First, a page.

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Why Destiny's Critical "Failure" Could be Great for Games


Why Destiny's Critical "Failure" Could be Great for Games

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This past week, Destiny gave us a reason to brush away the blanket of dust that had been collecting on our consoles all summer. We looked forward to putting our new boxes through their paces with a sparkly fresh IP with a brand new story, new characters, and new weapons; the possibilities seemed endless. As the Alpha and Beta tests were met with mixed-to-positive remarks all around, more and more people clambered aboard the infamous hype train, no longer quite so wary that Destiny would be your ordinary shooter.


When September 9th rolled around, however, and the initial launch day excitement started to unwind, it became pretty clear that Destiny, beneath its star studded, gorgeously textured facade, was just that – an ordinary shooter. It’s very good at letting you shoot things, at least. Yet the story hobbles along for a few minutes before falling flat on its face. The characters sound like they’d rather be anywhere but in this silly video game, the enemies aren’t very smart, and the battles are just plain unimaginative. Thus far, Destiny isn’t really living up to our expectations. It’s not a complete disaster. Like I said, the shooty bits are quite good. But Bungie’s latest effort could have been so much more.

Destiny‘s launch comes at an interesting time. After the even chillier release of Watch Dogs, people were wondering what they had to look forward to in the coming year. If Watch Dogs failed, how could we put our faith in other big upcoming releases? Would we continue to settle for the same old? E3, too, raised the same questions.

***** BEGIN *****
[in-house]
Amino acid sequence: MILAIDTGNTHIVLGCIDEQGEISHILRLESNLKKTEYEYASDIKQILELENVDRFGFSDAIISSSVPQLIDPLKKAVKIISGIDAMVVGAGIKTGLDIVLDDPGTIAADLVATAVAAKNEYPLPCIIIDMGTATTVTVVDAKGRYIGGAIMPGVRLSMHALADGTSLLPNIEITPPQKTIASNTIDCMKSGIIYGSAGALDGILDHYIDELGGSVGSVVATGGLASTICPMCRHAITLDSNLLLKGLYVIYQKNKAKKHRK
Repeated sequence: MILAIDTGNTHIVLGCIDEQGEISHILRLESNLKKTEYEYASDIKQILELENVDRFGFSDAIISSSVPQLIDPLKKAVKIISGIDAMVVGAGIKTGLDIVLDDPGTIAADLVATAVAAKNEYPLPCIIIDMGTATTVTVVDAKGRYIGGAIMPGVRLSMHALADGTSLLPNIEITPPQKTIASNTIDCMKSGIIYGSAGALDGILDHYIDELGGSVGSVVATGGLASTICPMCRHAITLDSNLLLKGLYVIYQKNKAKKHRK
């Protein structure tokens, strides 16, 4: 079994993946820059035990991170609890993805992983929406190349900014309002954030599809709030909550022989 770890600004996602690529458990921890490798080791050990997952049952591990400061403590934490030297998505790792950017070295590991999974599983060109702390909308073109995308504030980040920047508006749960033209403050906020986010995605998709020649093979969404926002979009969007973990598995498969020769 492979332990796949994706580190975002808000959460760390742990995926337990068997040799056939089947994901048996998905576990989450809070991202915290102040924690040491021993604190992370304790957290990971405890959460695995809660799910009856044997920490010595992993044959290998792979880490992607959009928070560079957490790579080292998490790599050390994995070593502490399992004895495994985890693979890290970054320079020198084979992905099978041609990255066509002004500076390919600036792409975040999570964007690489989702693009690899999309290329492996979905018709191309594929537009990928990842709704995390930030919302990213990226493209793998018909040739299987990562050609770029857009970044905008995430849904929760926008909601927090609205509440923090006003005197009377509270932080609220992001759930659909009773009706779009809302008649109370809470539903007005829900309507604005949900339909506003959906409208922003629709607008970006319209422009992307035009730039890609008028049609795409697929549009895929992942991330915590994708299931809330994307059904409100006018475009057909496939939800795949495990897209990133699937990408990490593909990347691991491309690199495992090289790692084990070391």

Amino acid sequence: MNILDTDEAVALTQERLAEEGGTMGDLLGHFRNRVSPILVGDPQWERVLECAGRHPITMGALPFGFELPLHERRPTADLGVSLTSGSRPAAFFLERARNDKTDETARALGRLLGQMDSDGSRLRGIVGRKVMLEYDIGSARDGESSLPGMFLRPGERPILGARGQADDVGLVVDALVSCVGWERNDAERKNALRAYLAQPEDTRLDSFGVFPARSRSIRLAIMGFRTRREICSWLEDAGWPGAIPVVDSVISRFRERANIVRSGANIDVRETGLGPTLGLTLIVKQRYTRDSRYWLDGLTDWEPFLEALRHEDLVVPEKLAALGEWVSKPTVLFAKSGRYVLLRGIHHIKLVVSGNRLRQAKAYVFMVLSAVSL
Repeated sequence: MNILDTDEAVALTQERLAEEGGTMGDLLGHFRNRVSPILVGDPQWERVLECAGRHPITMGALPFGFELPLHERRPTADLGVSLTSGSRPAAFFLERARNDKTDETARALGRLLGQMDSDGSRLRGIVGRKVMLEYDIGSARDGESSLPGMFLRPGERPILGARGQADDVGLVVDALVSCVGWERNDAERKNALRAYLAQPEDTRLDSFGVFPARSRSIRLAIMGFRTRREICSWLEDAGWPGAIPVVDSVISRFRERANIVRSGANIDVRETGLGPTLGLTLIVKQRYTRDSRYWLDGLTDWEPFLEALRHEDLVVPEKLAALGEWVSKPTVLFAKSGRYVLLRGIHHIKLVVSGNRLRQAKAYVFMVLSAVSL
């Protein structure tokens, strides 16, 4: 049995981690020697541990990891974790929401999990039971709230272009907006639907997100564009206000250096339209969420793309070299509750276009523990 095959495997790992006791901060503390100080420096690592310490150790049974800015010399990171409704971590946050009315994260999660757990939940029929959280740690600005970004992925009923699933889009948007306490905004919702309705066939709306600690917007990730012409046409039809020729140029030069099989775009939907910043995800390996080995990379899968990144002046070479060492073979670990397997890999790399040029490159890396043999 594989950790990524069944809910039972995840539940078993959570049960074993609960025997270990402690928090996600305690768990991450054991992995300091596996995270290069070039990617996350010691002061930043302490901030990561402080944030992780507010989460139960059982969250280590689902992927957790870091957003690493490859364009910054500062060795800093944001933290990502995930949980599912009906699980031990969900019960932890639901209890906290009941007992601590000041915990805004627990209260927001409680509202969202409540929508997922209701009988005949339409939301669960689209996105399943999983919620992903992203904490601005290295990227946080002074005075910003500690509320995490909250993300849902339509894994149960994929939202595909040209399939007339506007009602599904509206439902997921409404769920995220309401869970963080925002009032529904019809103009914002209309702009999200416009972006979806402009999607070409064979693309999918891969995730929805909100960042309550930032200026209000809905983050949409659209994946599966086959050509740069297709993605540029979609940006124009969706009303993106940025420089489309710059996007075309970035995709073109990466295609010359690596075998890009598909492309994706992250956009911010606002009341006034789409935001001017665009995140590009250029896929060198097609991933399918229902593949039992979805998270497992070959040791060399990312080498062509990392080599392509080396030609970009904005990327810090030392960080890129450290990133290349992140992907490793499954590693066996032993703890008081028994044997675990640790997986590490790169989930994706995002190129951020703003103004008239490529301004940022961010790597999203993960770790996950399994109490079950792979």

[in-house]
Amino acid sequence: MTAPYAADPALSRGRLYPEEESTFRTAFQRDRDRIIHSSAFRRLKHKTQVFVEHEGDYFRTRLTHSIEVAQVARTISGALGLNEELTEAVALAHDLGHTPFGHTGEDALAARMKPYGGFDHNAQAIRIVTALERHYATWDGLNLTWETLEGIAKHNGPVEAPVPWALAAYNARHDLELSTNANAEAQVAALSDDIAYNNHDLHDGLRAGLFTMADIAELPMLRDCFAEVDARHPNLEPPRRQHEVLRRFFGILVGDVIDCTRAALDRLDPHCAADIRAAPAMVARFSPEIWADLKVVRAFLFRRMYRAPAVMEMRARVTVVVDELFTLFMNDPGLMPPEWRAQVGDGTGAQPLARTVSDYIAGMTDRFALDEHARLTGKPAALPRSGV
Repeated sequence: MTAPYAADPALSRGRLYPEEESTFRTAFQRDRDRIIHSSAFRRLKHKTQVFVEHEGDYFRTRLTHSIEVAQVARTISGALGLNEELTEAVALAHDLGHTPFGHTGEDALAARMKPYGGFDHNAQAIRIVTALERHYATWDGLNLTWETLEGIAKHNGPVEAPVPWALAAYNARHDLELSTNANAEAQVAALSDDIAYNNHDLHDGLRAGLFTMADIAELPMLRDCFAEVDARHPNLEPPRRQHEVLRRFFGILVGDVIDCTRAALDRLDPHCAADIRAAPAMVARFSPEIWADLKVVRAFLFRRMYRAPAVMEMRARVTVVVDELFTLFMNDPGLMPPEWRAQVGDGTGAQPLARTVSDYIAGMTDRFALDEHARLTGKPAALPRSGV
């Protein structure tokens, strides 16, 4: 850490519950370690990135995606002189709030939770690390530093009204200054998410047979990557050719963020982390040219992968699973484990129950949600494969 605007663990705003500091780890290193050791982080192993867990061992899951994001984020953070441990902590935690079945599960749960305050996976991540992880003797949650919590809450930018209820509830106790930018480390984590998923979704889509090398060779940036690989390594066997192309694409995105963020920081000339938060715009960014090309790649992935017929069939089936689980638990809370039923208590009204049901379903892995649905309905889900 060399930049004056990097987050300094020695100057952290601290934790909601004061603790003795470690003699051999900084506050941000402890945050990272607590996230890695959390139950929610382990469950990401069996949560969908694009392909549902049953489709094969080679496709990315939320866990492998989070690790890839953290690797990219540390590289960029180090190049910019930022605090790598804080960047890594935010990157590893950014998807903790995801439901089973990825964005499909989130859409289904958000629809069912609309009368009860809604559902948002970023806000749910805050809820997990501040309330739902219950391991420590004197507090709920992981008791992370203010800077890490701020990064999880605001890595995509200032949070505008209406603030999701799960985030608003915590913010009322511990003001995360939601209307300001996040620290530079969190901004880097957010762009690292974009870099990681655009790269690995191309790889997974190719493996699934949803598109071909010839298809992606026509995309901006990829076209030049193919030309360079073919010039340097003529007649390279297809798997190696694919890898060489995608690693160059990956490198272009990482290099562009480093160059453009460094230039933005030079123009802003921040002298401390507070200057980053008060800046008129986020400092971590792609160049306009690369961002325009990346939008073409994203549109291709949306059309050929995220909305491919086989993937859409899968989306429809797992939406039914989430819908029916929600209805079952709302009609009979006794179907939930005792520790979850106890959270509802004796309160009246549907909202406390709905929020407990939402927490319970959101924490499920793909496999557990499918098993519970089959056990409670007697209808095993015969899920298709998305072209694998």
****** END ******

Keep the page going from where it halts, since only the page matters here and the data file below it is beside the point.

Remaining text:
Most people were nonplussed after the Microsoft and Sony press conferences. More cookie cutter bro fest shooters? Yawn. Nintendo was the star of the show, giving people a taste of innovation mixed with old fashioned Nintendo magic. I don’t think it’s hyperbole when I say if it hadn’t been for Nintendo, the mood at E3 2014 might have been a little gloomier.

After Watch Dogs and E3, Destiny is the most recent, and perhaps largest, disappointment in a spate of failures (I should specify – critical disappointment, not commercial) this past year. It’s becoming clearer that maybe video game enthusiasts aren’t going to be as easily satisfied by the same mission styles, the same fetch quests, the same hackneyed storylines and bland heroes masquerading in different colors to lure un-savvy gamers onto the hype train. Now that Destiny is here, numerous discussions about the state of video games over the past year, and what we have to look forward to in the future, have begun to circulate with increased intensity.

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